- February 08, 1932
- April 07, 2005
- United Kingdom
- Not Active
Cliff Allison (1932-2005) was a British racing driver who recorded sixteen starts in Formula One World Championship between 1958 and 1961, driving for four different teams (Lotus, Scuderia Centro Sud, Ferrari, UDT Laystall). He scored one F1 podium, finishing second at 1960 Argentine Grand Prix.
He was also successful in sports car races, gaining some good results in classic endurance races, including class victory at 1957 Le Mans 24 Hours and second place overall at 1959 Sebring 12 Hours.
Racing with Team Lotus since 1955
Born in February 1932 in Brough, Westmorland (now Cumbria), Henry Clifford 'Cliff' Allison started his racing career in the early 1950s. His first race car was an F3-spec Cooper 500.
After Colin Chapman, a founder of Lotus Cars, spotted him, Allison was racing in a Lotus Mark IX in British national sports car events, such were Goodwood 9 Hours or Tourist Trophy.
Hitting a dog at Le Mans debut
In 1956, Allison switched to Lotus Eleven-Climax and it was a car in which he made a debut at Le Mans 24 Hours. In his first appearance at Circuit de la Sarthe, he was sharing the #35 Lotus Eleven with Keith Hall.
They didn't finish the race due to an accident. During the night, Allison hit a dog chasing a rabbit across the track.
Class victory and Index of Performance award at 1957 Le Mans
A year later, Allison and Keith Hall returned to Le Mans in the #55 Lotus Eleven equipped with a smaller 744cc Climax engine. They finished 14th overall and the first in S750 class, taking also an Index of Performance award.
In March 1958, Allison partnered team owner Colin Chapman at Sebring 12 Hours, finishing in the sixth place in the #55 Lotus Eleven. Later in the season Lotus 15 came. Allison participated in 1958 Le Mans race in the #26 Lotus 15, sharing a car with Graham Hill. They didn't finish the race, retiring after just one hour of racing with a broken engine.
Nine starts in the 1958 Formula One season
In 1958, Allison also made his Formula One World Championship debut. His first race was the Monaco Grand Prix and he finished sixth in the #24 Lotus 12-Climax. He was sixth again at Dutch Grand Prix and then scored his first point-scoring result by finishing fourth at Belgian Grand Prix at Spa-Francorchamps.
During the 1958 season, Allison recorded seven starts in a Lotus 12, one start in a Lotus 16 and one start in a Maserati 250F, driving it for Scuderia Centro Sud at the Portuguese Grand Prix. At the end of the season, he was 18th in the championship with three points on his account.
Second place at 1959 Sebring 12 Hours in a Ferrari
In 1959, Allison joined Scuderia Ferrari both in sports car races and Formula One. He started a season with an overall podium at Sebring 12 Hours, finishing second in the #9 Ferrari 250 TR. His co-driver was Jean Behra.
Later in the season, he was sharing a Ferrari 250 TR with different co-drivers (Dan Gurney, Hermano da Silva Ramos, Phil Hill). At Le Mans 24 Hours, he and Hermano da Silva Ramos retired after four hours.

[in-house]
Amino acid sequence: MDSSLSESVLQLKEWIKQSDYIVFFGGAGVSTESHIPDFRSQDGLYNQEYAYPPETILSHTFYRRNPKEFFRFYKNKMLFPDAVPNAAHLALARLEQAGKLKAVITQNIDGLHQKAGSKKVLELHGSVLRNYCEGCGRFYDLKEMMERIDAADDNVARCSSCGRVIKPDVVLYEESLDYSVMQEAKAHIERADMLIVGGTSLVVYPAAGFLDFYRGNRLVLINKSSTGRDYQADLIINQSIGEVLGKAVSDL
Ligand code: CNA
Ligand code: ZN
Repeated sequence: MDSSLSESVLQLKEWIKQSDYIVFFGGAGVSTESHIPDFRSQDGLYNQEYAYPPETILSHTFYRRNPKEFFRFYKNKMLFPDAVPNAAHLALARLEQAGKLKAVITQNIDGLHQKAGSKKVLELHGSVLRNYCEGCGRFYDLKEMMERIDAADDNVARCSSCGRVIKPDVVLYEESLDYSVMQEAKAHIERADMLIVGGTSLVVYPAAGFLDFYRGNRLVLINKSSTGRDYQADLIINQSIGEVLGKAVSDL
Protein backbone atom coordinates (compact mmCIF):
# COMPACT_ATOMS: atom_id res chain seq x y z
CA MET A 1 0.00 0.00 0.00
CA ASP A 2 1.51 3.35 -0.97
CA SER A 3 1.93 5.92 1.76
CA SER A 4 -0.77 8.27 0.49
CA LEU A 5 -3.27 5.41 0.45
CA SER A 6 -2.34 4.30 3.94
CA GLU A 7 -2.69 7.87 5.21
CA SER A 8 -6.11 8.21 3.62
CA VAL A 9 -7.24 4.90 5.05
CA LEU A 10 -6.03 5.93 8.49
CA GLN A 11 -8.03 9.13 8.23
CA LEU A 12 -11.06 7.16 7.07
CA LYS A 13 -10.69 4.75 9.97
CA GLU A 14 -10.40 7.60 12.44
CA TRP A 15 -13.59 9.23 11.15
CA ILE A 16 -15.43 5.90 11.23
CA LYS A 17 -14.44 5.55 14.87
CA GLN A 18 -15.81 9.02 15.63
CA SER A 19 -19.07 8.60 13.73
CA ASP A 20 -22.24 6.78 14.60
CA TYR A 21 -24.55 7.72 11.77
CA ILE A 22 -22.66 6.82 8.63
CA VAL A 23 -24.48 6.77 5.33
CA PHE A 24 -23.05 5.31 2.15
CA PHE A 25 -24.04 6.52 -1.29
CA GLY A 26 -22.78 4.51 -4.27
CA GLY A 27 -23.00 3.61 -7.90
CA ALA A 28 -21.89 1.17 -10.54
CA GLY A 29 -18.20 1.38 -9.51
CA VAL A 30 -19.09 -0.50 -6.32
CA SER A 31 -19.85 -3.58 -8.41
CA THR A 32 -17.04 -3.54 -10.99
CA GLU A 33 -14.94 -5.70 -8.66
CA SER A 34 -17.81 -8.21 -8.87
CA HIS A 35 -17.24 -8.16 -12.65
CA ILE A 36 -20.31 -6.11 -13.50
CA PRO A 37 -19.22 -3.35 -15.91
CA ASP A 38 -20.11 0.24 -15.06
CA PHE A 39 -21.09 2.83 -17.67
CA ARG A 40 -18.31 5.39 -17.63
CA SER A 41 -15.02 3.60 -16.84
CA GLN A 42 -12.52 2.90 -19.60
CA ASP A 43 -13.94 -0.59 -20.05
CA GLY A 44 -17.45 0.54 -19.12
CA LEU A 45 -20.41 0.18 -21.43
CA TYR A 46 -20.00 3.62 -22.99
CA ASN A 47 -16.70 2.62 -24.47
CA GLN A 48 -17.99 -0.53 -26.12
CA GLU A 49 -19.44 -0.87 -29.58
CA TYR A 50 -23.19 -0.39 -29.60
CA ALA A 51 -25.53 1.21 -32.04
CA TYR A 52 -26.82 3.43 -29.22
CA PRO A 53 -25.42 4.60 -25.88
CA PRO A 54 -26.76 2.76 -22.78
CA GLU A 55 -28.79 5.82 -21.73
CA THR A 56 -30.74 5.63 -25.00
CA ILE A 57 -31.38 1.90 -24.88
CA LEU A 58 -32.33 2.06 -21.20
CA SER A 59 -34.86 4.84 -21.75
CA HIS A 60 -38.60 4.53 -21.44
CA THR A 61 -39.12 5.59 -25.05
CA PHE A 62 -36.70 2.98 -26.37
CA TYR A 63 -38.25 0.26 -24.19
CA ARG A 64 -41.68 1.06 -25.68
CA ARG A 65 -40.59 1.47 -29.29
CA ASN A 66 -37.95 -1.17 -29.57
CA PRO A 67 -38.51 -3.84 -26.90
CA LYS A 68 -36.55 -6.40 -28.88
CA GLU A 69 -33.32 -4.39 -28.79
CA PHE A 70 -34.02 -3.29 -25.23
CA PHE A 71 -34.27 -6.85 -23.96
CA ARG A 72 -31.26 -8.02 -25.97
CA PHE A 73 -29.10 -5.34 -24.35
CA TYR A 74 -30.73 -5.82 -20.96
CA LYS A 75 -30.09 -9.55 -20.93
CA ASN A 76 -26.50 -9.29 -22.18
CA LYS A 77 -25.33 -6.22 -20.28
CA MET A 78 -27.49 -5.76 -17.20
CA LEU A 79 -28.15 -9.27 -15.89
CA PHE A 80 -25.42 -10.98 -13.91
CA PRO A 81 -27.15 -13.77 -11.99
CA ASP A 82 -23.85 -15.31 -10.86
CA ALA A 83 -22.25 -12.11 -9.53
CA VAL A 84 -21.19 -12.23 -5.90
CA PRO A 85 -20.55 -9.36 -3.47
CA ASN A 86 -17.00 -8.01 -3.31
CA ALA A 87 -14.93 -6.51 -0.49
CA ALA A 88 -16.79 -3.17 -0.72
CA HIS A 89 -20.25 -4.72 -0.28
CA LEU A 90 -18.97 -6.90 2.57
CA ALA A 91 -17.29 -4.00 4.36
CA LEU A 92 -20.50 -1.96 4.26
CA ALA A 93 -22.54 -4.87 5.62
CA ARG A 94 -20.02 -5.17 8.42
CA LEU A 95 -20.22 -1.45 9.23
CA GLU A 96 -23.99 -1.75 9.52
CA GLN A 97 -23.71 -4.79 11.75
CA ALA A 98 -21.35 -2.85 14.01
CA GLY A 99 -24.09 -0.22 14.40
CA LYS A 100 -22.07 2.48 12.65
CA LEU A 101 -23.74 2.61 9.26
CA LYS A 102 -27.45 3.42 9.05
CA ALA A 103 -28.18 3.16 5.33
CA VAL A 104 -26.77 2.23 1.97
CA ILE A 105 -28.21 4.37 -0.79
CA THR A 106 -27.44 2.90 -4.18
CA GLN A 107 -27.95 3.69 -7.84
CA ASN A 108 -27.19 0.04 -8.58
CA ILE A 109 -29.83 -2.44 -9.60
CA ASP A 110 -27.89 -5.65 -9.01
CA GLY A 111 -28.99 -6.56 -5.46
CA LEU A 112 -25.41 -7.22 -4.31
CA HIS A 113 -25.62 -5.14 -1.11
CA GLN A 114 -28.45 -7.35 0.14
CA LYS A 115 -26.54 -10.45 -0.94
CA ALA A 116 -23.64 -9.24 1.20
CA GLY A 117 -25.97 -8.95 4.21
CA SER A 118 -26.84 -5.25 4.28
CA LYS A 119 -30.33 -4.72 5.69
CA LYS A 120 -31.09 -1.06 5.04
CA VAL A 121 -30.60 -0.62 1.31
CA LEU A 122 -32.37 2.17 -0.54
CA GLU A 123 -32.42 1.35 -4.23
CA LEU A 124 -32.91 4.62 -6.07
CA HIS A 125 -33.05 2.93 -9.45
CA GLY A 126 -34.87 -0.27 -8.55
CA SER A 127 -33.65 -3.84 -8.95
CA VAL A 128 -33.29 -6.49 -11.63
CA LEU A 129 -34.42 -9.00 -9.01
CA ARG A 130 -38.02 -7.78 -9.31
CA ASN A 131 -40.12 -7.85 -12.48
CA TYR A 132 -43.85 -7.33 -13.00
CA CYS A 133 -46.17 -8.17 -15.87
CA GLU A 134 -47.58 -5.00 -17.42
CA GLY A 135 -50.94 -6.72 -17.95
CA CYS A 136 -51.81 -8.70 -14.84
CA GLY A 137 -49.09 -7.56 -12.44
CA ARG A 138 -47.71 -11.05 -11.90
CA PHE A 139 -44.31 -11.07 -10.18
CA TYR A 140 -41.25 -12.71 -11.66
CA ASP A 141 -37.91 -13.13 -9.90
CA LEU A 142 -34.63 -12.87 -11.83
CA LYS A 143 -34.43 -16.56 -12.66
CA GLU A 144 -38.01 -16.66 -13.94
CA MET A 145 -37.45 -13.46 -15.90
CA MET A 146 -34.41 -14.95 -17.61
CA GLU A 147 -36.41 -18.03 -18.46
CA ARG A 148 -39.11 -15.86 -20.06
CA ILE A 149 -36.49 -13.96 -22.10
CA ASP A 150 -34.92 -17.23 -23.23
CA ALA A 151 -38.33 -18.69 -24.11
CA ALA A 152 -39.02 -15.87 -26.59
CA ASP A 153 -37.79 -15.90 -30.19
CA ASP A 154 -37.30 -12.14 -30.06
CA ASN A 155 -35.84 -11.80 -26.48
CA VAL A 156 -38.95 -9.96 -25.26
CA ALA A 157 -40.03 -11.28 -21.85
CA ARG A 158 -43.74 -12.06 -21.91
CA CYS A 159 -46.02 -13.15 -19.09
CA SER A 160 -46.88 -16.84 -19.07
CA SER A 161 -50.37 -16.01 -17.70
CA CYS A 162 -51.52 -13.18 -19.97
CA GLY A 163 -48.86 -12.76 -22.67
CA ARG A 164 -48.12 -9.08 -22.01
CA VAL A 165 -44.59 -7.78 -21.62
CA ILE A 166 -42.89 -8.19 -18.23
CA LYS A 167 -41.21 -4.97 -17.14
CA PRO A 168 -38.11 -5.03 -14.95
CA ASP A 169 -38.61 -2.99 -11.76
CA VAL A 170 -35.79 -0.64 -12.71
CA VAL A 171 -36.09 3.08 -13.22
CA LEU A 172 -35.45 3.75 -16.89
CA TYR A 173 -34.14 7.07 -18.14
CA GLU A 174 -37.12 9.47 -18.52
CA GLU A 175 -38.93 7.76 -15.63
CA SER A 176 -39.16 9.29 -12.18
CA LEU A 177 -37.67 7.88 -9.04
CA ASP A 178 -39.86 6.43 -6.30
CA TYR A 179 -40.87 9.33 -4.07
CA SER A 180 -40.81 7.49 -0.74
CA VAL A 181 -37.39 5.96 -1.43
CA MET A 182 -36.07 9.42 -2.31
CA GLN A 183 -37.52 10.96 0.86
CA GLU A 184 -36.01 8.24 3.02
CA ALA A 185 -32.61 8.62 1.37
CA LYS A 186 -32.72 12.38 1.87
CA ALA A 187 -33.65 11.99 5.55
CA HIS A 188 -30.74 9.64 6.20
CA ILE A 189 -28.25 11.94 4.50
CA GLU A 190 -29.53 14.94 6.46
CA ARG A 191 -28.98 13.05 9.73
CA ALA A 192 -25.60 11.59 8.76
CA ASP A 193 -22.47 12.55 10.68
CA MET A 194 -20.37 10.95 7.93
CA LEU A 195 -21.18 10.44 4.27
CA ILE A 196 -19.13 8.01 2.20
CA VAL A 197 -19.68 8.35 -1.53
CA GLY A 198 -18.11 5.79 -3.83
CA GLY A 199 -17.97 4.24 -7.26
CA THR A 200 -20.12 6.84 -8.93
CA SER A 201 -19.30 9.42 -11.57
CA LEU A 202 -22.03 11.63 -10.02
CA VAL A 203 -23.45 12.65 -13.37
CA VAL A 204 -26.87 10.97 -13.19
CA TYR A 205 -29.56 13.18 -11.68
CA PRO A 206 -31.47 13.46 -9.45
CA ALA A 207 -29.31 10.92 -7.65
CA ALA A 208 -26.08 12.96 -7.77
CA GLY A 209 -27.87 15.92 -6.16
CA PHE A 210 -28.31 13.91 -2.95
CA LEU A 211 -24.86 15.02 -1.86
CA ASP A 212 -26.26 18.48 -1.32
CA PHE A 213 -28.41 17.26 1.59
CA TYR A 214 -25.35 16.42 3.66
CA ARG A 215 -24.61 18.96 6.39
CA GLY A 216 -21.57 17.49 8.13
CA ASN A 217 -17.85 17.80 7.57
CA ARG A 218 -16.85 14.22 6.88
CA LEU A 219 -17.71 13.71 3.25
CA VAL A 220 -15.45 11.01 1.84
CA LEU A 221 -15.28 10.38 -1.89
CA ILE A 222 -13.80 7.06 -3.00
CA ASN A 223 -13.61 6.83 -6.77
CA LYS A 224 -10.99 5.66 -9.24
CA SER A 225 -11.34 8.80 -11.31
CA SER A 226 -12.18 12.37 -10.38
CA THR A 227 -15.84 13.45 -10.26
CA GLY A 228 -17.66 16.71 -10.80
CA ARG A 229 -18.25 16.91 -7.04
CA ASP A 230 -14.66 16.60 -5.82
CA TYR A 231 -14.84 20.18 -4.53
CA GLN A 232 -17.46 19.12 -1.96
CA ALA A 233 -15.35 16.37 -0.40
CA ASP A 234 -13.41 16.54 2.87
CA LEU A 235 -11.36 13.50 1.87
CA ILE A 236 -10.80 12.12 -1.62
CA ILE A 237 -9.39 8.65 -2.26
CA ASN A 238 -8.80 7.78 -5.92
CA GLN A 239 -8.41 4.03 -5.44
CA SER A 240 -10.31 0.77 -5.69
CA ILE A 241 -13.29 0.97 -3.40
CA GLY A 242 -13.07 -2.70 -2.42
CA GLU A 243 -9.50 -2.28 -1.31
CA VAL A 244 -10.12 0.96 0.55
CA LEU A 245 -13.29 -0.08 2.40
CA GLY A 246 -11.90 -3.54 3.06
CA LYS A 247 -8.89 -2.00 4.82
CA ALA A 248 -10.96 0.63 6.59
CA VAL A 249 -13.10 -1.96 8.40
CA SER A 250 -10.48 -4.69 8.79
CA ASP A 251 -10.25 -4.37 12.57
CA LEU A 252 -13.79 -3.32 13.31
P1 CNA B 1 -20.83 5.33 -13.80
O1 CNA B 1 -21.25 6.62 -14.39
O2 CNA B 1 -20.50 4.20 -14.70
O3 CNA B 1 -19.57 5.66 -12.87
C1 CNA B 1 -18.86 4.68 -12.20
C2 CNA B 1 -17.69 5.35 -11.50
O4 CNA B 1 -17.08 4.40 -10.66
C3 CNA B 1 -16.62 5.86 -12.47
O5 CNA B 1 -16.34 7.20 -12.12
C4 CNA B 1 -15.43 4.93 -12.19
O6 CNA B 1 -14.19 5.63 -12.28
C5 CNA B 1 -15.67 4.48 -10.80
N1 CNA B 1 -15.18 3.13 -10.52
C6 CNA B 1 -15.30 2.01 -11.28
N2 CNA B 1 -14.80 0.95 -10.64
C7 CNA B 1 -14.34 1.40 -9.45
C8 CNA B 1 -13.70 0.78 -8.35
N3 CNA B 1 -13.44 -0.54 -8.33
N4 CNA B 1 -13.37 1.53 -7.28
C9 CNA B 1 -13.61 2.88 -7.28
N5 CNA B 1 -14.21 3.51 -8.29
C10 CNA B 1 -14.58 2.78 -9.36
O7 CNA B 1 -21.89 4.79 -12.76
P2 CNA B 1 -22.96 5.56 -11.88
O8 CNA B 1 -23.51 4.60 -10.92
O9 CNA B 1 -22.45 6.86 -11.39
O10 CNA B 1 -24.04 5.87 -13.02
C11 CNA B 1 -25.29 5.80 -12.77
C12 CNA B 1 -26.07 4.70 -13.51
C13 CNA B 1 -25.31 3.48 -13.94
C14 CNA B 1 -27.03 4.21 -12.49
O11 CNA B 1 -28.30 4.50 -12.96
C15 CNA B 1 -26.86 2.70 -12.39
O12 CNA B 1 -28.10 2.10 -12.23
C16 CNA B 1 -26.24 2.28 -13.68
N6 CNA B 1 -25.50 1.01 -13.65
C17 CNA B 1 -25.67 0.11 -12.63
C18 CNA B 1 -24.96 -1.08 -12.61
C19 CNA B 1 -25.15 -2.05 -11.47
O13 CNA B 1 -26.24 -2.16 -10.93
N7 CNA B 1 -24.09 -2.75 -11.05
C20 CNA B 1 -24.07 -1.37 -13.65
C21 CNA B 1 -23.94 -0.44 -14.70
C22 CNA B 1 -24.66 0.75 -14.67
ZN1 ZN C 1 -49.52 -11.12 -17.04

Six Formula 1 starts and one podium with Scuderia Ferrari
In the Formula 1 World Championship, Allison made a debut with Scuderia Ferrari at the streets of Monte-Carlo. Driving the #52 Ferrari Dino 156, he retired after an early collision with Wolfgang von Trips and Bruce Halford. Later in the season, he made four starts in the Ferrari Dino 246, finishing best in the fifth place at Monza. He earned two points which put him on the 17th place in the championship standings.
In 1960, Allison started a year with a victory at Buenos Aires 1000 Kilometers, together with Phil Hill in the #4 Ferrari 250 TR. A week later, he scored his maiden Formula 1 podium, finishing second at Argentine Grand Prix in the #24 Ferrari Dino 256, twenty-six seconds behind Bruce McLaren.
Monte-Carlo accident interrupted Allison's career
The season 1960 was marked by two big accidents. Early in May, he went off the road at the high speed during practice for Targa Florio race, driving a Ferrari 250 TRI. He survived a wreck without a scratch.
Three weeks later, another crash was more serious and it interrupted his F1 season which started so good in Argentina. During a practice for Monaco Grand Prix, he slammed into a straw barrier, sustaining multiple injuries which forced him to sit out the rest of the season.
Crash at Spa stopped Allison's career
Allison returned to racing in spring 1961, driving a Lotus 19 for UDT Laystall Team in national sports car racing events, scoring several podium results. In May, he was driving the #32 Lotus 18-Climax at Monaco Grand Prix, finishing in the 8th place, seven laps behind race winner Stirling Moss. It was Allison's last F1 race.
In June, he participated in his last Le Mans 24 Hours, driving the #51 Lotus Elite for UDT Laystall Racing Team. His co-driver was Mike McKee. They retired after eleven hours due to technical problems.
A week later, Allison's career came to an end at Spa-Francorchamps. He crashed out during his first practice lap in the #16 Lotus 18. A car went off into the field and Allison sustained severe injuries.
Back to Brough to run a garage and drive a bus
Allison survived one more nasty crash but it was a sign for him to stop a career before he lost a life. He returned to his birthplace Brough to run Allison's Garage, a business started by his father. The family also provided the bus services to the village and school, so the small Cumbrian village became a unique place which has a former F1 racer as their bus driver. Allison stayed in touch with motorsport by visiting reunions and races. He died in April 2005.